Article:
Do you have to “Bark” and “Meow” about everything?
Posted on August 4, 2014 by TNS Consulting Team (via Scott Spayd)
Every so often, I find myself complaining and while I believe you have to have someone as a sounding board, it’s wise to do this only once in a while. There are those who are unhappy, either with their work or their private lives, and they tend to complain about everything – ALL THE TIME. Nothing is positive and the glass is always half empty.
If/when I think I’m complaining too much, I have to make an immediate self-assessment. Me first because all else reflects what I am thinking or doing.
1. Did I get enough sleep last night?
2. Is it a “crabby” Monday morning?
3. What’s going on at home that I’m bringing to work and taking it out on everyone?
4. Is it money problems?
If I’ve answered any of my self-assessment questions, then I know I have to regroup, take a deep breath and think before I complain again to anyone. Be careful with the coffee too, though I need it to stay awake if it’s self-assessment #2.
What about those who continuously complain regardless? I’ve worked with some who didn’t like anything the company did for us. There was always a flaw whether it was the company picnic, the Christmas bonus, the hams at Easter, Mother and Father Day gifts, company luncheons, and tchotchke gifts. Nothing satisfied them.
I believe these folks were disengaged at work, not by any fault of the company, but because their home lives were shambles – OR – there was something in their nature that made them negative even if their job was great and their home life okay. Instead of being grateful, they acted like spoiled brats.
A particular case I recall, was a gal I worked with at the telephone company, named Joy. She was hired after I was as an instructional designer and top of her class – very smart. Joy wrote up the operator” instructions and I typed them into Word. I loved my job. Joy hated hers. I couldn’t figure out why. She was making a ton of money.. around $75k/yr. What’s to complain about? We would take cigarette breaks and Joy would complain about everything she thought our boss, Donna, was doing wrong. I would try to turn her negatives into positives, but she was unrelenting. It turns out her grievance wasn’t so much the company, but mostly about Donna, who was a well-seasoned employee with beaucoup tenure.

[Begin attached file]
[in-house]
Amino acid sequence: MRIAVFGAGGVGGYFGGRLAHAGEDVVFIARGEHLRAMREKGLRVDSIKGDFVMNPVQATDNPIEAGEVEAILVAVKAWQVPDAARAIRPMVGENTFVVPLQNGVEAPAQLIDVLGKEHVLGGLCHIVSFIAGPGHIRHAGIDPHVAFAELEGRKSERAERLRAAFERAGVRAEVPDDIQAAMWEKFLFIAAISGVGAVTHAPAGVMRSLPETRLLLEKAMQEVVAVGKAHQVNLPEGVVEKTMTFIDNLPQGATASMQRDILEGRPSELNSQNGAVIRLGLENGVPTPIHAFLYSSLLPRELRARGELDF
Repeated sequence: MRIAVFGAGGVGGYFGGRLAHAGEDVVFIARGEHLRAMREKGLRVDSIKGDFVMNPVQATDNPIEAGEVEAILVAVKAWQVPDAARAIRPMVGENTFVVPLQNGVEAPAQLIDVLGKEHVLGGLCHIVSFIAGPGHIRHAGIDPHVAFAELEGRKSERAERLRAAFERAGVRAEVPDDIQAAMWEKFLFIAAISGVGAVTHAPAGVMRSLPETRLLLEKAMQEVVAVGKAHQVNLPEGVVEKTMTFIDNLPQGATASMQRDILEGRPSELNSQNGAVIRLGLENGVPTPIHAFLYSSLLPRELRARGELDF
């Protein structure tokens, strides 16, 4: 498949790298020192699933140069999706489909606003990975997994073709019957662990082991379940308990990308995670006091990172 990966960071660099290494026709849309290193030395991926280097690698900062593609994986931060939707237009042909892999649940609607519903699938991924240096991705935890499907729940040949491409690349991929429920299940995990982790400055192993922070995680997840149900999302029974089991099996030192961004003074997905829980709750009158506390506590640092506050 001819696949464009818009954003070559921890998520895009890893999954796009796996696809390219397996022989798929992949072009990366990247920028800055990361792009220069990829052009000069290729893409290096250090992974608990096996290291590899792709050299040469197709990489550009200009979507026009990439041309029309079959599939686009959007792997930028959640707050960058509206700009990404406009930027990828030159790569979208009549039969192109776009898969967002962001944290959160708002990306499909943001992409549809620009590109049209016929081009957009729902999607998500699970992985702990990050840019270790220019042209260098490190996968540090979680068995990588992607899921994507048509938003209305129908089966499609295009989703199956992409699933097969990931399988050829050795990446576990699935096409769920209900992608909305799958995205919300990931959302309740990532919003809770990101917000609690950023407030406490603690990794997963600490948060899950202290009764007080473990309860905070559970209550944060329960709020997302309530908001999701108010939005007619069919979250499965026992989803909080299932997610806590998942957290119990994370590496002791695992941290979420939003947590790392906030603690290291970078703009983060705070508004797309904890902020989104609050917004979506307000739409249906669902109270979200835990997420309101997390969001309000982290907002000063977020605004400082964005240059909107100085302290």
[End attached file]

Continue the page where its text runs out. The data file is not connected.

I figured it out one day when Joy was talking…err.. complaining. She wanted Donna’s job! Joy was jealous of Donna and her position. That’s why she was always complaining and in retrospect, I bet she figured if she had an ally in me, we might be able to complain together and boot her out. I would never have done that to Donna. She hired me and we were amicable.
Well, I left before that could ever take place and Joy left shortly after too. I never heard from Joy again. I have a beautiful pewter Christmas ornament of a Santa Claus that Donna gave to all of us one year and I will cherish it always. She was a great boss. When I told her I was leaving, she was very disappointed.
I guess you have to be careful about complainers too. Sooner or later, they are discovered by the higher-ups as trouble-makers or what we called rebel rousers. The negativity is almost palpable and if a company is doing its darnedest to create a positive environment for employee engagement, these people are thorns in everyone’s side.
Will a complainer change? Should they be spoken to? Are they cautioned about their complaining all the time at annual reviews? Are they good enough workers to keep around?
I’d like to know what supervisors do with constant complainers. Write me and let me know.